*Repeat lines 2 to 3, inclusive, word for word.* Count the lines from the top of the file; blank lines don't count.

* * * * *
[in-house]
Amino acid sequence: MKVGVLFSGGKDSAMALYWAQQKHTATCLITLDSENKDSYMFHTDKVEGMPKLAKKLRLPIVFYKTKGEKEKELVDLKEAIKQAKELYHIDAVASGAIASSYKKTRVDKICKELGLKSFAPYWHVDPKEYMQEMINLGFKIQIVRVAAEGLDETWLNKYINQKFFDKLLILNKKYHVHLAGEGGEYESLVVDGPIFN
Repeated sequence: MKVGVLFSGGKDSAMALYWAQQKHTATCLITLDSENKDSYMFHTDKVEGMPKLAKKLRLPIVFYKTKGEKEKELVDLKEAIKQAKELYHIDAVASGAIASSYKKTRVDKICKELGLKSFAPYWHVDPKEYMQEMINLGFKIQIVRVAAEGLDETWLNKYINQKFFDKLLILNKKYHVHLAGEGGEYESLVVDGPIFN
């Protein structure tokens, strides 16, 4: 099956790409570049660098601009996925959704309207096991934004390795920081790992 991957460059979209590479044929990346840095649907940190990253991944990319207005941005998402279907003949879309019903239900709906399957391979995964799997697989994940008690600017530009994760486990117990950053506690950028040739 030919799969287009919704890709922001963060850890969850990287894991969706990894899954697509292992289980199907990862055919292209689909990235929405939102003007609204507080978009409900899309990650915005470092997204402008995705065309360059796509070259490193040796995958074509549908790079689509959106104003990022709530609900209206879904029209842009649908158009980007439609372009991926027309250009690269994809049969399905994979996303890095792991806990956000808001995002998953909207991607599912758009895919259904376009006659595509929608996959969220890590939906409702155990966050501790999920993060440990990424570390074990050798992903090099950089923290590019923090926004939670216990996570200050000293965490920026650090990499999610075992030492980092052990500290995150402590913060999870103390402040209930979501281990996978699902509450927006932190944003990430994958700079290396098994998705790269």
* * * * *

Amino acid sequence: MKVGVLFSGGKDSAMALYWAQQKHTATCLITLDSENKDSYMFHTDKVEGMPKLAKKLRLPIVFYKTKGEKEKELVDLKEAIKQAKELYHIDAVASGAIASSYKKTRVDKICKELGLKSFAPYWHVDPKEYMQEMINLGFKIQIVRVAAEGLDETWLNKYINQKFFDKLLILNKKYHVHLAGEGGEYESLVVDGPIFN
Repeated sequence: MKVGVLFSGGKDSAMALYWAQQKHTATCLITLDSENKDSYMFHTDKVEGMPKLAKKLRLPIVFYKTKGEKEKELVDLKEAIKQAKELYHIDAVASGAIASSYKKTRVDKICKELGLKSFAPYWHVDPKEYMQEMINLGFKIQIVRVAAEGLDETWLNKYINQKFFDKLLILNKKYHVHLAGEGGEYESLVVDGPIFN